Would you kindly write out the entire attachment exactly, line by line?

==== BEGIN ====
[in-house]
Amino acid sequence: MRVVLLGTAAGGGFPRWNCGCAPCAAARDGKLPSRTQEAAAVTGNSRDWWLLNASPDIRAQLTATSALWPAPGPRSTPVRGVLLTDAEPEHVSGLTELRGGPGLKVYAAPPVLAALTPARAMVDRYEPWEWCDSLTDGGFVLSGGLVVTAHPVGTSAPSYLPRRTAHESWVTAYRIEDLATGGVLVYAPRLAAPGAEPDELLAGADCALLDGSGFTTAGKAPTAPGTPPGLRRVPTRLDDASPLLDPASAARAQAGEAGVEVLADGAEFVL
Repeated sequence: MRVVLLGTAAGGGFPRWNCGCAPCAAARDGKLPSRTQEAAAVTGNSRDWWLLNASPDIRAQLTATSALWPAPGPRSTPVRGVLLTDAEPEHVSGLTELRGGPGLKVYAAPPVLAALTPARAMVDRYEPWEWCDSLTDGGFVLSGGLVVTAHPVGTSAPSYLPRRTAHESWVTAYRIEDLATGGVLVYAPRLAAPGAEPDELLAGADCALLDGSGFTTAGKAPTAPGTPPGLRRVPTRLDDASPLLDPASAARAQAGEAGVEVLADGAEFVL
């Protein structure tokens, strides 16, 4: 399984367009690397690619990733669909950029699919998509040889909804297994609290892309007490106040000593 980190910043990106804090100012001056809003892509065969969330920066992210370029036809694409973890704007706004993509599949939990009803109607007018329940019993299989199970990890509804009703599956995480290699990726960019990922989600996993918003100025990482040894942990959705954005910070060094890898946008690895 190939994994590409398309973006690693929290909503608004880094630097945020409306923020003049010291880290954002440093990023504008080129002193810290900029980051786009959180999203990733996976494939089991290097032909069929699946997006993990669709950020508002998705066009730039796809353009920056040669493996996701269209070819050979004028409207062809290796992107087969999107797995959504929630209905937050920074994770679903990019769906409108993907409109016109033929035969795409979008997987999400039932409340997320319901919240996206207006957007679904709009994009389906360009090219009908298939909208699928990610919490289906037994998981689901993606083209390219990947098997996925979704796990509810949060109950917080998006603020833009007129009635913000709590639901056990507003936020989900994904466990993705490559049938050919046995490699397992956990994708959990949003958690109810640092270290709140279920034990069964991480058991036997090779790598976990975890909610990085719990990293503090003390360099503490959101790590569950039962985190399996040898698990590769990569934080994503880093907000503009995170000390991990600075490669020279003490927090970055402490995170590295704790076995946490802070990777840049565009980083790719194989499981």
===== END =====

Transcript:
[in-house]
Amino acid sequence: MRVVLLGTAAGGGFPRWNCGCAPCAAARDGKLPSRTQEAAAVTGNSRDWWLLNASPDIRAQLTATSALWPAPGPRSTPVRGVLLTDAEPEHVSGLTELRGGPGLKVYAAPPVLAALTPARAMVDRYEPWEWCDSLTDGGFVLSGGLVVTAHPVGTSAPSYLPRRTAHESWVTAYRIEDLATGGVLVYAPRLAAPGAEPDELLAGADCALLDGSGFTTAGKAPTAPGTPPGLRRVPTRLDDASPLLDPASAARAQAGEAGVEVLADGAEFVL
Repeated sequence: MRVVLLGTAAGGGFPRWNCGCAPCAAARDGKLPSRTQEAAAVTGNSRDWWLLNASPDIRAQLTATSALWPAPGPRSTPVRGVLLTDAEPEHVSGLTELRGGPGLKVYAAPPVLAALTPARAMVDRYEPWEWCDSLTDGGFVLSGGLVVTAHPVGTSAPSYLPRRTAHESWVTAYRIEDLATGGVLVYAPRLAAPGAEPDELLAGADCALLDGSGFTTAGKAPTAPGTPPGLRRVPTRLDDASPLLDPASAARAQAGEAGVEVLADGAEFVL
């Protein structure tokens, strides 16, 4: 399984367009690397690619990733669909950029699919998509040889909804297994609290892309007490106040000593 980190910043990106804090100012001056809003892509065969969330920066992210370029036809694409973890704007706004993509599949939990009803109607007018329940019993299989199970990890509804009703599956995480290699990726960019990922989600996993918003100025990482040894942990959705954005910070060094890898946008690895 190939994994590409398309973006690693929290909503608004880094630097945020409306923020003049010291880290954002440093990023504008080129002193810290900029980051786009959180999203990733996976494939089991290097032909069929699946997006993990669709950020508002998705066009730039796809353009920056040669493996996701269209070819050979004028409207062809290796992107087969999107797995959504929630209905937050920074994770679903990019769906409108993907409109016109033929035969795409979008997987999400039932409340997320319901919240996206207006957007679904709009994009389906360009090219009908298939909208699928990610919490289906037994998981689901993606083209390219990947098997996925979704796990509810949060109950917080998006603020833009007129009635913000709590639901056990507003936020989900994904466990993705490559049938050919046995490699397992956990994708959990949003958690109810640092270290709140279920034990069964991480058991036997090779790598976990975890909610990085719990990293503090003390360099503490959101790590569950039962985190399996040898698990590769990569934080994503880093907000503009995170000390991990600075490669020279003490927090970055402490995170590295704790076995946490802070990777840049565009980083790719194989499981």